Love, laughter, and tomato sandwiches cemented the unlikely friendship of storyteller Kathryn Tucker Windham and folk artist Charlie Lucas. The Alabama natives and cultural icons met for the first time at a dinner party in France, where Lucas overheard Windham say she longed for a down-home tomato sandwich. He made her one, and the two became inseparable, eventually living side by side in a quiet Selma neighborhood.
Kerry Madden, a UAB assistant professor of creative writing, captures their story in Nothing Fancy About Kathryn and Charlie (2013: Mockingbird Publishing), a book for children that is illustrated by Madden’s daughter, Lucy Madden-Lunsford. In addition to the tomato introduction, the book finds the friends hunting for stories and metal scraps around the South, fishing, and offering hair-comb kazoo concerts on the lawn of the Selma public library. Proceeds from the book will be donated to the library.
Thanks to a creative grant from the UAB College of Arts and Sciences, Madden and her daughter have been touring rural and urban libraries across the South this spring. “Kathryn and Charlie always veered off the beaten path to find interesting stories,” Madden says. “I wanted the tour to reflect that sense of adventure, to discover places where kids might not get to meet an artist or author every day.”
By Brian Steele
(2012: Cambridge University Press)
What did Thomas Jefferson really believe? That question has provoked debate for more than 200 years, but Steele (History) adds fresh arguments to the fray in this new work. Focusing on the Virginian’s central role as narrator of the “American Story,” Steele insists that Jefferson was a man in love with a nation, both emotionally and intellectually. Deep convictions about America’s greatness and its unique national character lay at the root of all Jefferson’s ideas, Steele argues, from his views on ethnography to his famous conflict with Alexander Hamilton.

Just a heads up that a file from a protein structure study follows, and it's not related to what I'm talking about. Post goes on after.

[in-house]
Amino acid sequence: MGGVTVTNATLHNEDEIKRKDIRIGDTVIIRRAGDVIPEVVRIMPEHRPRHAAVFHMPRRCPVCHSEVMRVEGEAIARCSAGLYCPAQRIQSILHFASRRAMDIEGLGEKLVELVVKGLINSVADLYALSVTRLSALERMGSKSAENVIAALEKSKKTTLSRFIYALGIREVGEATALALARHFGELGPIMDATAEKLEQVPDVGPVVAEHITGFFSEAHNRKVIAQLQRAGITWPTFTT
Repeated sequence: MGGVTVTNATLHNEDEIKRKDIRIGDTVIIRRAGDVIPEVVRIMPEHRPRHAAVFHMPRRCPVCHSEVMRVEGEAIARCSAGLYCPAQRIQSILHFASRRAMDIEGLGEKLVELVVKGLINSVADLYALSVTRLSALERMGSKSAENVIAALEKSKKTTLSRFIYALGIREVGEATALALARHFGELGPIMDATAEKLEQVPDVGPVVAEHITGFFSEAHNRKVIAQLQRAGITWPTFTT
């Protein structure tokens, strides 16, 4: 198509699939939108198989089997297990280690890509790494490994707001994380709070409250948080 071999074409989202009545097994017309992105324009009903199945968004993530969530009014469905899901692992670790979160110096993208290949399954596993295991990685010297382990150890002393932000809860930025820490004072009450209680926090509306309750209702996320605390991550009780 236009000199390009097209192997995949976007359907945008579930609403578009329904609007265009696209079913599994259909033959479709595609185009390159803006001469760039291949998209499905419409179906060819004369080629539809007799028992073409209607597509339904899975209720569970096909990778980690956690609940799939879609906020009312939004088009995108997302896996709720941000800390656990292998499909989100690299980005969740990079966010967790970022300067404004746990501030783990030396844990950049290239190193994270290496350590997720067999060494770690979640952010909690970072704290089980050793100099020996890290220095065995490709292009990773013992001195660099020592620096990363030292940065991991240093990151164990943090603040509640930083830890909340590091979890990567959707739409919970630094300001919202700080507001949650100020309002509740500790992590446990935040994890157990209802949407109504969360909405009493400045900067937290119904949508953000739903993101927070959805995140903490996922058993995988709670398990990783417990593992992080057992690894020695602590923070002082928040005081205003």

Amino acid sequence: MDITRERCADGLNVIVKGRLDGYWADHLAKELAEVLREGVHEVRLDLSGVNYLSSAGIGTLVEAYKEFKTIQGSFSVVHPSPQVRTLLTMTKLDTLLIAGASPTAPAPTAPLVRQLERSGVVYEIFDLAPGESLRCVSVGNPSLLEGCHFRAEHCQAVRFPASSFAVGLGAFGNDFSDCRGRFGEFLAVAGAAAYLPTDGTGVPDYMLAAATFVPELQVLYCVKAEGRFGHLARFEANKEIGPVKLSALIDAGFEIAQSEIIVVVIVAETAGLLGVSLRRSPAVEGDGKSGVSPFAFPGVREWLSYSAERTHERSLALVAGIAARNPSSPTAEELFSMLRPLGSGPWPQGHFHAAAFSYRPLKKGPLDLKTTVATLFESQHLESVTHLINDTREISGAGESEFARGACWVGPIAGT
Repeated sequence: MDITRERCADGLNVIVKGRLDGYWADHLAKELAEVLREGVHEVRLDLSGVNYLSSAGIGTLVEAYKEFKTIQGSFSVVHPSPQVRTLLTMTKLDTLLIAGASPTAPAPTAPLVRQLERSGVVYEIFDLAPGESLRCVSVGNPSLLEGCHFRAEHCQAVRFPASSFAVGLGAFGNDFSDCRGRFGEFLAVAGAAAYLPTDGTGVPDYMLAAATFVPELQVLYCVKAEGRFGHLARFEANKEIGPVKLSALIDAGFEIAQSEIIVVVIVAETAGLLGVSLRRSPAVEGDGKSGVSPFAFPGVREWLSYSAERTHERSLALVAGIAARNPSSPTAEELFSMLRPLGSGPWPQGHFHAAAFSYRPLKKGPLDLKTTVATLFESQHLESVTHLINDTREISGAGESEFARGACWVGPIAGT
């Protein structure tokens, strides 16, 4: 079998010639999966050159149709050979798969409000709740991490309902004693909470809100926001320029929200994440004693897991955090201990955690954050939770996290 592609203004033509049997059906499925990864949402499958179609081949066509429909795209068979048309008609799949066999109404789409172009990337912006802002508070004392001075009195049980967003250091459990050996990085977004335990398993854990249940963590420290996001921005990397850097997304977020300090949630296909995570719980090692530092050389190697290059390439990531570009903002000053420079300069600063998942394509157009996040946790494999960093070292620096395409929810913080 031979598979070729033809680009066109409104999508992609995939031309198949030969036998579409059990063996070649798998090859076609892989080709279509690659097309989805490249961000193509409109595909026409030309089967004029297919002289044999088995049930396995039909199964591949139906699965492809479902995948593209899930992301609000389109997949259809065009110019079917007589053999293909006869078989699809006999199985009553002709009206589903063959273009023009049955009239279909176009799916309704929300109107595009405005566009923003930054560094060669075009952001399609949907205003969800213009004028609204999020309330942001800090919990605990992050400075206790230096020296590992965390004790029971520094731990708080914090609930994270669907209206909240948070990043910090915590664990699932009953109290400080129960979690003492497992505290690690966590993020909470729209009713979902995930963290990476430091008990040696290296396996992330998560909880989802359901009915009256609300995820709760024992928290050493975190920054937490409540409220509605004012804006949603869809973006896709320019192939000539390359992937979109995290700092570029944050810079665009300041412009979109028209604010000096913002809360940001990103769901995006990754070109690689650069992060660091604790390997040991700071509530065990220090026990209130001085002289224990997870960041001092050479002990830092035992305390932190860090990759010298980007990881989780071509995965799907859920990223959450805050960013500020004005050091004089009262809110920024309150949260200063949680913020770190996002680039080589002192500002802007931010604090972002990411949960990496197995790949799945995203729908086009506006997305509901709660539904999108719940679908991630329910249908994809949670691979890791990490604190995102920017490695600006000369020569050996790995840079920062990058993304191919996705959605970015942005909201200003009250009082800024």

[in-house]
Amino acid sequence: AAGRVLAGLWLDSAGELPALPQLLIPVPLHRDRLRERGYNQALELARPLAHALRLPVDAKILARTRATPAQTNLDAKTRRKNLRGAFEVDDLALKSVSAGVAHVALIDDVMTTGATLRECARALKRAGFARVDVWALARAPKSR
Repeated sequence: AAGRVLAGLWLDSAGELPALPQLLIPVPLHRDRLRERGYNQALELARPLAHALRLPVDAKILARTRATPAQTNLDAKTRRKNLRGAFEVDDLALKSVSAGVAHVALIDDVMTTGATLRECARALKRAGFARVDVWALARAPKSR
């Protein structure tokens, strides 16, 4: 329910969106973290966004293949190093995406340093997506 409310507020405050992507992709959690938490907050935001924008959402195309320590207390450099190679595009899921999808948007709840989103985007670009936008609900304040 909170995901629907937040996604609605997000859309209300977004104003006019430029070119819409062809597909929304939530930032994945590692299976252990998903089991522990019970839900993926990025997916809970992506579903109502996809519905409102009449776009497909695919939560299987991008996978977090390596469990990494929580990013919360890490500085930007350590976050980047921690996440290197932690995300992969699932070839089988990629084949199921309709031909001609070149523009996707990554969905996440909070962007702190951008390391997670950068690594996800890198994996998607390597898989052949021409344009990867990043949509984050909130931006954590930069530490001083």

Give and Take
Victorian Literature and the Dilemmas of Philanthropy
By Daniel Siegel
(2012: Ohio University Press)
Mrs. Jellyby, the hectoring, indefatigable, and downright condescending matron of countless charities in Charles Dickens’s Bleak House, represents the common perception of Victorian-era philanthropists. But were Mrs. Jellyby’s real-life counterparts such patronizing prigs—or were they motivated by a sincere desire to help? Siegel (English) argues for a nuanced view. Using close readings of Dickens, Eliot, and Tennyson, along with the writings of reformers such as Octavia Hill, Siegel shows that the era’s philanthropists took their own efforts with a healthy dose of self-doubt as they felt their way to new conceptions of social conciliation.
By Charnetta Gadling-Cole, Sandra Edmonds Crewe, Mildred C. Joyner
(2012: Adonis & Abbey Publishers Ltd.)
Caring for a person with a chronic, likely terminal illness is a challenge in any culture, but the addition of scarce resources, persistent stigma, and economic hardship can be particularly difficult in developing nations. In this text, Gadling-Cole (Social Work) and her co-authors shine the spotlight on HIV/AIDS caregivers in the Kenyan capital of Nairobi. They paint a picture of the day-to-day political, social, economic, and cultural obstacles faced by caregivers, many of whom are forced into the role through the death of a loved one. The authors also offer recommendations on ways to improve conditions and comment on the roles of the church and international social workers.
To the Right and Misunderstood
By Angela K. Lewis
In this unflinching look at a controversial subject, Lewis (English, African-American Studies) examines the true level of support for conservatism among blacks at the grassroots level in light of the growing prominence of a number of black conservative political intellectuals. She also investigates the areas in which blacks tend to have more conservative views and analyzes the place of black conservatism in the Tea Party movement.
An Ethical Blueprint
By Gregory E. Pence
(2012: Rowman & Littlefield)
Modern medicine has the power to help us look better, think faster, and run longer—but is there something immoral in doing so? Could it be “wrong” to live to 100? Pence (Philosophy) takes up the debate in this new work. He argues that the careful use of advances in genetics, biotechnology, and medicine could improve the human condition by eliminating faulty genes and enhancing positive traits. The key is to rescue the science, and the debate, from the fringes, he says. Pence calls for a frank, public evaluation of the benefits of medical innovations, from cosmetic surgery to mind-focusing drugs as well as underground enhancements in cycling and football.